When I saw the recent news about a pill with an ingestible sensor to track medication adherence/compliance, essentially the next level of Medication Event Monitoring Systems, I thought again about what I refer to as the “Belson Fallacy” – the belief that tech can solve every problem.
What I found particularly interesting was that this unique drug-device combination is intended for the “treatment of schizophrenia, acute treatment of manic and mixed episodes linked with bipolar I disorder”, conditions that can include symptoms such as “extremely disordered thinking and behavior that impairs daily functioning“. So while on the surface, I do see a certain logic in having another means to ensure that patients are taking their medications, does this tech approach stand up under a little further scrutiny?
I’ve been attending a variety of presentations on the application of tech solutions to healthcare problems from opioid addiction to wearable monitors. Very often at front-and-center of these presentations are modern tech tools like data analytics and the Internet of Things (IoT). Ranging from curious to potentially innovative, the solutions presented triggered my recollection of Gavin Belson’s bold claim above about how tech can solve every problem.
“If we can make your audio and video files smaller, we can make cancer smaller. And hunger. And… AIDS.”
– Gavin Belson, Chief Innovation Officer, Hooli
What makes Belson’s outlook humorous to me and others who share my view, is how he delivered the claim with a calm, blind confidence that ignored the unfounded bridge from audio-visual file compression to a cure for AIDS!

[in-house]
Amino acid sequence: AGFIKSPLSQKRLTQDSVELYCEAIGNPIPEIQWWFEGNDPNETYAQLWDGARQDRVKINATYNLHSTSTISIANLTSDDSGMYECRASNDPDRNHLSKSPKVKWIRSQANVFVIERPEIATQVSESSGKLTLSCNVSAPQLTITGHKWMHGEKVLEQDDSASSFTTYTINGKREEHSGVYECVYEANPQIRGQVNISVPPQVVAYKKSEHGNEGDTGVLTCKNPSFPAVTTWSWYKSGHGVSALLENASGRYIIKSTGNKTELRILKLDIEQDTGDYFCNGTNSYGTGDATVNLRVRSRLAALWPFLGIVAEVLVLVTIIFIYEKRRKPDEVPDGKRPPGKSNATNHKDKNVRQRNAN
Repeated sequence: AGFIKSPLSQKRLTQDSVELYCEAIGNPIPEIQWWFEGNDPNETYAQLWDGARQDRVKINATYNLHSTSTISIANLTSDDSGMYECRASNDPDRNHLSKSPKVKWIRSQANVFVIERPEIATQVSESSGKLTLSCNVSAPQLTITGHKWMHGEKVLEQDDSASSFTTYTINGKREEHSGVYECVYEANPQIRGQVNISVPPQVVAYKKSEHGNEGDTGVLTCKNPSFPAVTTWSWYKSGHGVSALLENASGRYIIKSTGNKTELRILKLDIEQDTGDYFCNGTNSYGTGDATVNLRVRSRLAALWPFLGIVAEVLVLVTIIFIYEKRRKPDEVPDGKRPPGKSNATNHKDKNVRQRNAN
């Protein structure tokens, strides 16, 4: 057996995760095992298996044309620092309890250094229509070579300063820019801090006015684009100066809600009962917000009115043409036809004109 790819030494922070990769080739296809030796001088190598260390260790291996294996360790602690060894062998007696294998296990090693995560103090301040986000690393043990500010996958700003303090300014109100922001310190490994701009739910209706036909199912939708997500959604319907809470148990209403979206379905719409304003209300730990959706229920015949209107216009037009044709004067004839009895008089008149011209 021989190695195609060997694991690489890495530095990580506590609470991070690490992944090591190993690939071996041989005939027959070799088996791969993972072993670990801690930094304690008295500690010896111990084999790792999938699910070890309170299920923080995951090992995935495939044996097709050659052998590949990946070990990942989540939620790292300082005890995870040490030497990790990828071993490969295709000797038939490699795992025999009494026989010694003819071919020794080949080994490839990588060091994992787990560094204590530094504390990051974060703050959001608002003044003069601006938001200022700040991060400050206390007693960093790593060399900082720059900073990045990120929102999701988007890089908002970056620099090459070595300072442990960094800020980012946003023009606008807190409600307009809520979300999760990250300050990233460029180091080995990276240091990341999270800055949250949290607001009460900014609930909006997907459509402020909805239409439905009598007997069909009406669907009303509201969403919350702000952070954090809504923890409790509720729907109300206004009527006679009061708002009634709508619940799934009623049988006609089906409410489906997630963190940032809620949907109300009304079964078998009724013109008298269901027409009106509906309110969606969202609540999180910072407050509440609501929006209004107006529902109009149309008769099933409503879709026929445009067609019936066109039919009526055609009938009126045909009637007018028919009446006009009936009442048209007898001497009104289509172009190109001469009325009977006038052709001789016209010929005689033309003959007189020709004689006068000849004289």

Don’t get me wrong. I’ve been involved in a variety of MedTech solutions over the years, and I’m very open to how tech currently under development may be applied within the health domain. It “makes sense” to me, for example, that data analytics tools can be helpful to gain better insight and understanding of a problem toward the construction of value-based care solutions. Machine learning may also make significant inroads into repetitive procedures that are currently handled by physicians, freeing them to focus on patients in higher value ways. Other notable applications of tech to health, however, have not been wildly successful to date.
Consider Google Flu Trends and IBM Watson Health for Oncology. Noting tech solution struggles in health is not to suggest that further attempts shouldn’t be made or that future applications won’t lead to breakthroughs. I believe certain tech applications will prove useful solutions to certain problems. But I feel that tech often overshadows more human interactions that can be more effective in addressing what is often at the core of health problems, human behavior.